Flour Fortification, what is it and why does it exist?
Flour is a staple ingredient in many households, used to make a variety of baked goods. In the United Kingdom, there are regulations in place to ensure that flour is fortified with essential nutrients. But what exactly does flour fortification mean, and why is it important? In this blog post, we will explore the UK law regarding flour fortification and shed light on the concept of unfortified flour.
What is Flour Fortification?
Flour fortification is the process of adding essential nutrients to flour to improve its nutritional value. In the UK, the law requires that certain nutrients be added to flour to help address potential deficiencies in the population's diet. These nutrients include iron, calcium, and vitamins B1 (thiamin) and B3 (niacin).
Why is Flour Fortification Important?
Fortifying flour with essential nutrients is crucial for public health. It helps to prevent and combat nutrient deficiencies that can lead to various health issues. For example, iron deficiency can cause anemia, while a lack of thiamin and niacin can result in conditions like beriberi and pellagra, respectively.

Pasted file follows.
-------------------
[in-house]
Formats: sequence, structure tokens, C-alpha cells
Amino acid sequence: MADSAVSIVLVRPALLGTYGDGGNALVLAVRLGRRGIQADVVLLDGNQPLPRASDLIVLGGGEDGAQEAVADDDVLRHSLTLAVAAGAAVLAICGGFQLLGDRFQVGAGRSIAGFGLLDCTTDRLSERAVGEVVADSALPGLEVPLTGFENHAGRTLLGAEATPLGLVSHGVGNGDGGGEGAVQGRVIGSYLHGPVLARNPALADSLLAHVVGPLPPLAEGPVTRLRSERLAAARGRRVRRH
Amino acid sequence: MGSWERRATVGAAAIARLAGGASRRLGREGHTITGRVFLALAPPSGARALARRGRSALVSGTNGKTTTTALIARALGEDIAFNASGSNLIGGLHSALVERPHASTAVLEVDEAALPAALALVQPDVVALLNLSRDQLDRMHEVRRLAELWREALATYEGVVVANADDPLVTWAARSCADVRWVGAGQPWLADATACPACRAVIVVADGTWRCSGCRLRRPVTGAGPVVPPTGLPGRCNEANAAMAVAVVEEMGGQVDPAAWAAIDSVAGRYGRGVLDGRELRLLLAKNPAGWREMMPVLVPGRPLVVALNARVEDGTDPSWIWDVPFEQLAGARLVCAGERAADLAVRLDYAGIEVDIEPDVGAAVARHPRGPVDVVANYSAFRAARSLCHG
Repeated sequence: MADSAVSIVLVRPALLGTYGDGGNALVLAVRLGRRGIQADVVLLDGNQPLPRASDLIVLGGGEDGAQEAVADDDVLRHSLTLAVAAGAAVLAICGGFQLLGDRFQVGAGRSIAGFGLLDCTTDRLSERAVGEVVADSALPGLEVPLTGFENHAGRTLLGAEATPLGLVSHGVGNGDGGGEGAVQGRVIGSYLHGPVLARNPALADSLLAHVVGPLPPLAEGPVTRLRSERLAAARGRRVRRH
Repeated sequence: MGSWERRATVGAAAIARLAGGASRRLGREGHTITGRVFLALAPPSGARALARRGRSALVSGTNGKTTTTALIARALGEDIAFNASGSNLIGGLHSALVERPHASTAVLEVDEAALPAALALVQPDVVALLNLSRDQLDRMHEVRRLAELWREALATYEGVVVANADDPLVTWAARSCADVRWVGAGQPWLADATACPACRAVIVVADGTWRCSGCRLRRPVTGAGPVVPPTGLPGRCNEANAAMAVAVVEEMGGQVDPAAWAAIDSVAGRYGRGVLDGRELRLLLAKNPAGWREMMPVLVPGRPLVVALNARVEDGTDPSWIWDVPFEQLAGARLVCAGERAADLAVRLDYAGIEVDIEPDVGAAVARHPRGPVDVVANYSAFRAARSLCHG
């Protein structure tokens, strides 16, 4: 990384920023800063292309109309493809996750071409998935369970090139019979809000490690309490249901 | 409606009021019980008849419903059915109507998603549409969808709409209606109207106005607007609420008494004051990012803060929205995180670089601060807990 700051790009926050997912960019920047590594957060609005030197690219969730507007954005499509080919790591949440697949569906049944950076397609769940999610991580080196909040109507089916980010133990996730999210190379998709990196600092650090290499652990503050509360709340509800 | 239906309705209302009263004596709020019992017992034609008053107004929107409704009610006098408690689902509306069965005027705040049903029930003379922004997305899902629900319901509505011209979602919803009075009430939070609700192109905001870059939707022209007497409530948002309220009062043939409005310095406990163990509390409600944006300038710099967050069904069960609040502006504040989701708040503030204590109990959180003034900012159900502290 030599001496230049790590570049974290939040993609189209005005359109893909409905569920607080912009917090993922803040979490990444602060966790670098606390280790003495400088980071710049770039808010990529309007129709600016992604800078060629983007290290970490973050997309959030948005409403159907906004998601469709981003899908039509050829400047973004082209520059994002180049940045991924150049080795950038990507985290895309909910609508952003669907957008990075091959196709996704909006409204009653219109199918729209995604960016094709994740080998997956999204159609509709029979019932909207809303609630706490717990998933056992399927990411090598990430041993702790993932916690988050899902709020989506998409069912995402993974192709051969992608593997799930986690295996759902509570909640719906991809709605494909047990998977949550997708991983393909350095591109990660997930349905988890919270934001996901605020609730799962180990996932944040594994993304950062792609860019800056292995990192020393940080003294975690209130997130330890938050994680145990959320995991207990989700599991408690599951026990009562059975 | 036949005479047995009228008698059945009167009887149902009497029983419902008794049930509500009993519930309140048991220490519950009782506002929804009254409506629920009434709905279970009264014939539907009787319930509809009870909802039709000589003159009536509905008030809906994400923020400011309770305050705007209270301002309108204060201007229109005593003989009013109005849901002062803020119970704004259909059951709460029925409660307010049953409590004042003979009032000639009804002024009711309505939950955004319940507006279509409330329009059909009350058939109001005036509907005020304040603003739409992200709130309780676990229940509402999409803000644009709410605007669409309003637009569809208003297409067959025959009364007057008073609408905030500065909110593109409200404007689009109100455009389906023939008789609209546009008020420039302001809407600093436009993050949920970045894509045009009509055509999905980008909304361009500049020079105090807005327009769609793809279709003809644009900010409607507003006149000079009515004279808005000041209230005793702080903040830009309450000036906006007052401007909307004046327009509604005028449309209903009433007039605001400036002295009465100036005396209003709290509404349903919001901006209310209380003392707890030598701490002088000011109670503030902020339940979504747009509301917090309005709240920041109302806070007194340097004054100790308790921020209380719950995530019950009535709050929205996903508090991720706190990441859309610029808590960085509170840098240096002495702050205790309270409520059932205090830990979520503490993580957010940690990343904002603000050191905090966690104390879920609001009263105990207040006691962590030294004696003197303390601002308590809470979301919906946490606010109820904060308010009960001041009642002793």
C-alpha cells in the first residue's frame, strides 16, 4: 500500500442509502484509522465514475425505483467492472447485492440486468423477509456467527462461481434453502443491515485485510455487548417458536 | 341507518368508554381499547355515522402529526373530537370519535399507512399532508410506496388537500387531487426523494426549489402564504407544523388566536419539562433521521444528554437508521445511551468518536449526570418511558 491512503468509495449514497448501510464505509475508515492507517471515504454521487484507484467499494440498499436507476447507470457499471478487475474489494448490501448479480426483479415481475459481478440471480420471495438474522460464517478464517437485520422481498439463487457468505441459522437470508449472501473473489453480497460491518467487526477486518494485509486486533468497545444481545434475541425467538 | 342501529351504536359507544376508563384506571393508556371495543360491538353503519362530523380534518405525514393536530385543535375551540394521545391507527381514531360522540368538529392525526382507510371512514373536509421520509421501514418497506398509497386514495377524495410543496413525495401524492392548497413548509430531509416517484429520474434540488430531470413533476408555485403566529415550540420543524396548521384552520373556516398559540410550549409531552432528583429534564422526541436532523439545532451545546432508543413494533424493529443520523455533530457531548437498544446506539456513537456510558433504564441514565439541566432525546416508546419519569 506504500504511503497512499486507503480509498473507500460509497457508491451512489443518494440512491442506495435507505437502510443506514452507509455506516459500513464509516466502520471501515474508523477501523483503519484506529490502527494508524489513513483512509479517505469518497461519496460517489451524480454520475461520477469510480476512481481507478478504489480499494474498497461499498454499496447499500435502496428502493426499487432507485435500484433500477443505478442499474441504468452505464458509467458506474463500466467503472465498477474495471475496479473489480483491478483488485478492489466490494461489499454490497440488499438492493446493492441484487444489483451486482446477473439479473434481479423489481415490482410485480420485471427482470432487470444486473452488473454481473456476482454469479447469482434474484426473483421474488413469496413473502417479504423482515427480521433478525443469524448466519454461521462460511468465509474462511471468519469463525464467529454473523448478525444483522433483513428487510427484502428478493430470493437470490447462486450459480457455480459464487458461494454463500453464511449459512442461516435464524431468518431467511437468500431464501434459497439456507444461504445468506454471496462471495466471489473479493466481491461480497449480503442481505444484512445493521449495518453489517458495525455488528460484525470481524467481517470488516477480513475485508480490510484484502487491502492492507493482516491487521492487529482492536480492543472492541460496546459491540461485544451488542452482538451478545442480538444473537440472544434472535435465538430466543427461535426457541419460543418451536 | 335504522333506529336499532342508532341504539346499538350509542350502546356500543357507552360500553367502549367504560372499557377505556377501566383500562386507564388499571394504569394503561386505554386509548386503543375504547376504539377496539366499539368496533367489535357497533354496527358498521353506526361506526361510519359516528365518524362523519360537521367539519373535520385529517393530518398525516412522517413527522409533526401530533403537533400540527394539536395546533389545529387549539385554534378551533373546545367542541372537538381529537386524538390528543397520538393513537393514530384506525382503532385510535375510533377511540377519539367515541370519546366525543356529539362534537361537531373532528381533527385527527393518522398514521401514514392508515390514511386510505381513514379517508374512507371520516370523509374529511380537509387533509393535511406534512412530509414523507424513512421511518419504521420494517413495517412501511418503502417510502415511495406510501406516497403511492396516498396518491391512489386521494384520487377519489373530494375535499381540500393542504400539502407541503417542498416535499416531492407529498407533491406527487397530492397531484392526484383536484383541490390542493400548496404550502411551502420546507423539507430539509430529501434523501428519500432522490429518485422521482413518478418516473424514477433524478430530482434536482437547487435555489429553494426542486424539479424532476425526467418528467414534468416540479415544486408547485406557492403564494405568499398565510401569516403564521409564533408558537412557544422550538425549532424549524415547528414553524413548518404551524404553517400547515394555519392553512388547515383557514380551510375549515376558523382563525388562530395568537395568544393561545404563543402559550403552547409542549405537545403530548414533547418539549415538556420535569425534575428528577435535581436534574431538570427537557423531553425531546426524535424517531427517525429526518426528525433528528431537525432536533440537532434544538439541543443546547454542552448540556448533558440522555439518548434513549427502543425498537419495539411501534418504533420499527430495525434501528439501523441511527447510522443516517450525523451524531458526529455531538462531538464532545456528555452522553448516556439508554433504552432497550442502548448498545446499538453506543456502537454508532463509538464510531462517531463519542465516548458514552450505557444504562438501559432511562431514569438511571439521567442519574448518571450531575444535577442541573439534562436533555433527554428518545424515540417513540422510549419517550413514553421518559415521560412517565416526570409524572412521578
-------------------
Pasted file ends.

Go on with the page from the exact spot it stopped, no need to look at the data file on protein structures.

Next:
By fortifying flour, the UK government aims to ensure that the population receives an adequate intake of these essential nutrients, even if their diet is lacking in certain food groups. This is particularly important for vulnerable groups, such as pregnant women, children, and the elderly.
Flour Fortification in the UK
In the UK, the law requires that white flour be fortified with iron, calcium carbonate, thiamin, and niacin. The specific amounts of these nutrients are regulated to ensure that they are present in adequate quantities to have a positive impact on public health.
It's worth noting that wholemeal flour naturally contains higher levels of nutrients compared to white flour. However, even wholemeal flour is fortified to ensure a consistent and sufficient nutrient content across different brands and batches.
What is Unfortified Flour? and what if I only want to use Non-Additive Pure flour?
Unfortified flour refers to flour that has not been enriched with additional nutrients. While unfortified flour may still contain some naturally occurring nutrients, it does not meet the specific requirements set by the UK law for fortification.
Unfortified flour is commonly used in recipes where the addition of specific nutrients is not necessary or desired. For example, in certain baking techniques or traditional recipes, unfortified flour allows for more control over the final product's texture and flavor.
At Ratton Pantry we offer a range of non-fortified flour, unenriched flour, non-additive flour and pure flours across a range of wholemeal flour, rye flour, spelt flour and other ancient grain flour.